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  1. #1

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    Are You Picky About The Material Used For Clothing?

    Now that I have a bit more disposable income, I have realised that the material used in an item of clothing is very high up my list of things to consider when buying. When I was at uni I really didn't care what things were made out of, the look and price were all that mattered. Now, I find myself turning down any item that is made out of materials such as acrylic. I find that this is particularly true with knitwear, where I am much more likely to buy something if it is made out of high quality 100% wool. Where are materials on your list of priorities when buying? Would you turn down an item you really liked if it wasn't made out of a certain material or are you not too bothered?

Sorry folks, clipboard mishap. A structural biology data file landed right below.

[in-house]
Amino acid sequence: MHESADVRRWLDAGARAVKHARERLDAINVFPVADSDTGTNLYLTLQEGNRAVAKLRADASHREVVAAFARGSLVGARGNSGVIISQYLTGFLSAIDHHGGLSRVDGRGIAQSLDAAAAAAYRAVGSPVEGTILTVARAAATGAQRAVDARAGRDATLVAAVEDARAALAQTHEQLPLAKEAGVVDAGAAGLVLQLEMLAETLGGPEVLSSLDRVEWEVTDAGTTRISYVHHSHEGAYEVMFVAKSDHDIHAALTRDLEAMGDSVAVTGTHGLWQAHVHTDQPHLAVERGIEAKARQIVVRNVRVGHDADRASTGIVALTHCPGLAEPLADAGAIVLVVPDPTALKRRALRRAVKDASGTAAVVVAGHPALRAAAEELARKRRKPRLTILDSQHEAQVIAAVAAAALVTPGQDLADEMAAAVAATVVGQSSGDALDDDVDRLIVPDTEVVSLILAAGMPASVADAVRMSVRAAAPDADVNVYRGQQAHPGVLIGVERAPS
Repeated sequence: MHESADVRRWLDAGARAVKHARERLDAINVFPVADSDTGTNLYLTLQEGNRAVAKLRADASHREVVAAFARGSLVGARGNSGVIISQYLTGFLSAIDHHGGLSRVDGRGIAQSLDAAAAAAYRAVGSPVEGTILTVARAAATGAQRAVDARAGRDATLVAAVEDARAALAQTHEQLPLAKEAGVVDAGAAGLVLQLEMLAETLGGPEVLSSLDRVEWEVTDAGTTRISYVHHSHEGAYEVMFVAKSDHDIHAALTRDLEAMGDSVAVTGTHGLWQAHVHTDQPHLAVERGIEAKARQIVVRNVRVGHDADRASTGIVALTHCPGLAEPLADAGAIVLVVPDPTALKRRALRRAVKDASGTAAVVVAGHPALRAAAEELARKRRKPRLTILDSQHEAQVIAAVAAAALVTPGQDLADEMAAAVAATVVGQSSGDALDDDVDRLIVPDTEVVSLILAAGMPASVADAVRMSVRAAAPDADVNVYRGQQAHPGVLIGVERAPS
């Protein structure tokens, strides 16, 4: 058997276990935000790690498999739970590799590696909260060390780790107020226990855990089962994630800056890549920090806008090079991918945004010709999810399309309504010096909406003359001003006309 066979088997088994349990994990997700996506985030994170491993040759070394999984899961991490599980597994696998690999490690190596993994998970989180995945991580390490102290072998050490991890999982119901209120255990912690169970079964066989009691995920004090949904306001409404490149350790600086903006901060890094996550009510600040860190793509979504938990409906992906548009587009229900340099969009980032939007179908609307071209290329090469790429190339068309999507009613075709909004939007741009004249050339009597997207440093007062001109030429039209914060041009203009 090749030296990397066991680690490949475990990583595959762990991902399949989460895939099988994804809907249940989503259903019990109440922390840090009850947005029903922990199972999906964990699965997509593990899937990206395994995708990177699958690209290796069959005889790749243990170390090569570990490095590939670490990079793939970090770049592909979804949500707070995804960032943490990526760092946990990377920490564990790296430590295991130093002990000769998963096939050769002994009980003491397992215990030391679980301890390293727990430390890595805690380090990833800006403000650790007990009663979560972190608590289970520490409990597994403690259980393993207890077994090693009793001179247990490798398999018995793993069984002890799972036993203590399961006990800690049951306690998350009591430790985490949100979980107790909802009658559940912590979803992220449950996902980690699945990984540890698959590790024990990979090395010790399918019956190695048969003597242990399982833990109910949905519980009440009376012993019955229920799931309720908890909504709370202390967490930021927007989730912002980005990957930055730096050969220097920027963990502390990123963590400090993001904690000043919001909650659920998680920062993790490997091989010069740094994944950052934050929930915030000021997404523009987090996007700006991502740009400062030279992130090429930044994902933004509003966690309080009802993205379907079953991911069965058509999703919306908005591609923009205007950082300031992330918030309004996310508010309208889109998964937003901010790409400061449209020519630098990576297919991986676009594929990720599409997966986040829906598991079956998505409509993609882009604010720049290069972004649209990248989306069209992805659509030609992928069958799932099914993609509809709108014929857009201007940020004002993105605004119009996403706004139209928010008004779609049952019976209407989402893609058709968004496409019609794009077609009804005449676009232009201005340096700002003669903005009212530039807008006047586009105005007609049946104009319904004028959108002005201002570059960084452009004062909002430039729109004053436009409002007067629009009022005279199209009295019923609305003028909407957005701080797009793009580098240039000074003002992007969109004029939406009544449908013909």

2. #2
    William Colman's Avatar

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    Natural materials are ALWAYS better, better quality, better fit, more longevity. Unless its something I'm not bothered about then I will always take note of what its made of, if I make an investment in something I want it to be the best I can get.

  3. #3
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    Good quality materials and fabrics mean a lot to me when choosing items.

    With knitwear I prefer natural wools/merino/cashmere/alpaca (although if an item is lovely I'm not going to get sniffy about 10% man made fibres - sometimes that 10% helps with stretch and getting a closer fit).

    I like good quality cloth on shirts and am a big fan of thicker Oxford weaves. There's nothing more hideous than a cheap white shirt than you can almost see through.

    Suits have to be wool. There's simply no point in buying cheaper suits unless you like that shiny look you're headed for six months down the line.

    And then it's down to the quality of materials. the quality of leather, for example, can vary so much. The difference between the leather used on a pair of Office branded shoes compared to that of say Grenson and Paul Smith (just two brands I happen to own so know about) is absolutely huge.